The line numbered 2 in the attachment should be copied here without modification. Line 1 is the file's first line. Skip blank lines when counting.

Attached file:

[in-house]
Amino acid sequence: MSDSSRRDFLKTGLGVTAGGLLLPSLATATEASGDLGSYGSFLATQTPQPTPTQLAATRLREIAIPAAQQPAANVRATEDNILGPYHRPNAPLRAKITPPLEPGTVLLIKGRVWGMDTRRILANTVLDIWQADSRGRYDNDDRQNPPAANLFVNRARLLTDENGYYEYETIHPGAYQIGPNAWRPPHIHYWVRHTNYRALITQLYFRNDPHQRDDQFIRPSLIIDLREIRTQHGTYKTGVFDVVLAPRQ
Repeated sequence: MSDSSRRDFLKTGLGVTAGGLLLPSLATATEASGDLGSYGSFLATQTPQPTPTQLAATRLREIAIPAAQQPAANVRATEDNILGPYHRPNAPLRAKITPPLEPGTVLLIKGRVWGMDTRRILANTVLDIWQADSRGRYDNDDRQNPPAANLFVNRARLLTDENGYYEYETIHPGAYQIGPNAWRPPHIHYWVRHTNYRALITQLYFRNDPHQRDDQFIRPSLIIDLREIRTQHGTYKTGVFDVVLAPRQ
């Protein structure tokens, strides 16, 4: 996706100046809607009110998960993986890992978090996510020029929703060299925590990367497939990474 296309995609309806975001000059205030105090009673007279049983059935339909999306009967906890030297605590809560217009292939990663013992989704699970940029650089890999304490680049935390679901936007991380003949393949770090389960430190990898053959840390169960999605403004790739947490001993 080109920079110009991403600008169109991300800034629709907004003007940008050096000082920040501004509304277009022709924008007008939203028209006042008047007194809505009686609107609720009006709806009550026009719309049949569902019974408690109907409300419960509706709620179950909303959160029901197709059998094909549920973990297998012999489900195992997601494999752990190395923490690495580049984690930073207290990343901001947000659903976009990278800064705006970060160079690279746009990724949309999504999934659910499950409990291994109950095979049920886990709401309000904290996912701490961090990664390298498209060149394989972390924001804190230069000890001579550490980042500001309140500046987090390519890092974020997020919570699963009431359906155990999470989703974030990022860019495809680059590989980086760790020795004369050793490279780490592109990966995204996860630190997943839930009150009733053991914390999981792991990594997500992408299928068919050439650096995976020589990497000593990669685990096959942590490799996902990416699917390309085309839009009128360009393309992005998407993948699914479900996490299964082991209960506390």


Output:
Amino acid sequence: MSDSSRRDFLKTGLGVTAGGLLLPSLATATEASGDLGSYGSFLATQTPQPTPTQLAATRLREIAIPAAQQPAANVRATEDNILGPYHRPNAPLRAKITPPLEPGTVLLIKGRVWGMDTRRILANTVLDIWQADSRGRYDNDDRQNPPAANLFVNRARLLTDENGYYEYETIHPGAYQIGPNAWRPPHIHYWVRHTNYRALITQLYFRNDPHQRDDQFIRPSLIIDLREIRTQHGTYKTGVFDVVLAPRQ